• Italy's news in English
 
app_header_v3

Amanda Knox: 'I can't afford to go to retrial'

The Local · 16 Sep 2013, 09:30

Published: 16 Sep 2013 09:30 GMT+02:00

In an interview with Britain's The Sun newspaper on Sunday, Amanda Knox explained why she did not want to return to Italy to face retrial for the murder of British student Meredith Kercher, which is scheduled for September 30th.

"If it were possible to go to the court and not have to deal with the issues of being afraid of being thrown back in prison again for an arbitrary reason, or for being able to financially afford it, absolutely I would want to be there," the 26-year-old told the tabloid newspaper.

In the interview she also complained about her misrepresentation in the media as “the dark lady who decided Meredith had to die”.

"The fact is that my presence has always been a distraction in the courtroom. Every single movement I made, every gesture, every facial expression, was the focus of scrutiny and distracted from the evidence in the case,” she said.

Knox and her ex-boyfriend Raffaele Sollecito were originally sentenced to 25 and 26 years in prison respectively in 2009 for the murder of Knox’s roommate Kercher in Perugia, in what prosecutors alleged was the result of a “sex game gone wrong”.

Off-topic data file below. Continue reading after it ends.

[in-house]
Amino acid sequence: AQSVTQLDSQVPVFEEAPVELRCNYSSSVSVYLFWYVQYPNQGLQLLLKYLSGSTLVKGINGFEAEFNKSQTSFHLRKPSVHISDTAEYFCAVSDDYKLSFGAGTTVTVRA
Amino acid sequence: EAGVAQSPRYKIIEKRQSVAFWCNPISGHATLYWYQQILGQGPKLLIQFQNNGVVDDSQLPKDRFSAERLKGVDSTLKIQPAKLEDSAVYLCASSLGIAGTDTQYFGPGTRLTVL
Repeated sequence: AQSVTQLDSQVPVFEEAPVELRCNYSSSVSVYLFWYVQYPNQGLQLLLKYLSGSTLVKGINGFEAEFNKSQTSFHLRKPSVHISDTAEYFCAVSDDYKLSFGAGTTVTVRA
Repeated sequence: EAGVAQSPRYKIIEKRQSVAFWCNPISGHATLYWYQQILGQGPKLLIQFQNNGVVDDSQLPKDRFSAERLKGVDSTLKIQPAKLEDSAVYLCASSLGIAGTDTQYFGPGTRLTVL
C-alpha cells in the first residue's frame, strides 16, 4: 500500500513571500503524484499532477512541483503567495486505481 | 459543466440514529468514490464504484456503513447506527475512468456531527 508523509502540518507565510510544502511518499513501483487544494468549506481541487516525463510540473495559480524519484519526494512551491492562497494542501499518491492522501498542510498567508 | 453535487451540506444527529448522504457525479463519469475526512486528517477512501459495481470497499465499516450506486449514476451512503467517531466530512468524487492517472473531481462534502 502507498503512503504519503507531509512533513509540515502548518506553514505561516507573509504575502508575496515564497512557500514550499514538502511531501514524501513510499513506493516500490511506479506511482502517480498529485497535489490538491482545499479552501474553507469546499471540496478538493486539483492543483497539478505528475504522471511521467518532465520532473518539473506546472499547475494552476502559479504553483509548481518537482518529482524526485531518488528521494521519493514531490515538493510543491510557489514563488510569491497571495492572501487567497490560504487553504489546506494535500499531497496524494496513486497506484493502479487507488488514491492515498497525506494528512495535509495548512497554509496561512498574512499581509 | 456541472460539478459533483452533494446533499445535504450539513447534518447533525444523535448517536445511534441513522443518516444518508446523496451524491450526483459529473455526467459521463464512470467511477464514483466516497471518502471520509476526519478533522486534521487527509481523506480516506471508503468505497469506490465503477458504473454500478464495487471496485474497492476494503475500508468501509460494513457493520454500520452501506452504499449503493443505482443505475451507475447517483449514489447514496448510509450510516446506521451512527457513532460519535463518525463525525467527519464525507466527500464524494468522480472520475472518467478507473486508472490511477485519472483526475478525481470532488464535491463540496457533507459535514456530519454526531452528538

The pair were acquitted in 2011 after serving just four years in prison. In March 2013, however, Italy’s highest appeals court overturned the acquittal and ordered a retrial in a Florence appeals court.

Knox’s comments come two weeks after her ex-boyfriend, 29-year-old Sollecito slammed what he described as a “ridiculous retrial” in an interview on British television.

Click here to watch the video of the full interview.

“It’s kind of ridiculous to me because in a system you don’t need hundreds of trials,” he told ITV’s Daybreak. “You need just one trial and then if there are mistakes of course you can appeal for a review of the trial.”

He said that, while he felt “compassion” for the Kercher family he urged them not to “stand by a prosecution theory that makes no sense”.

Story continues below…

In April this year Knox published a memoir called Waiting to be heard, in which she protests her innocence and talks about her incarceration. The book deal was reportedly worth $4 million (€3 million).

Kercher’s half-naked body was found in a pool of blood at the house she shared with the American student in November 2007.

Currently, the only person serving time for Kercher's murder is Rudy Guede, a local drifter from the Ivory Coast who is serving a 16-year prison sentence.

The Local (news@thelocal.it)

Your comments about this article

Today's headlines
Renzi revives plan for a 'bridge to Sicily'
Renzi said the bridge would "bring Sicily closer". Photo: Sarah Murray/Flickr

The bridge was first dreamed up in the 1960's, but no prime minister has succeeded in bringing it to fruition.

‘Destitute’ private jet owner fined thousands for tax fraud
The private jet-owner claimed to have no income or property. File photo: Bob Adams/Flickr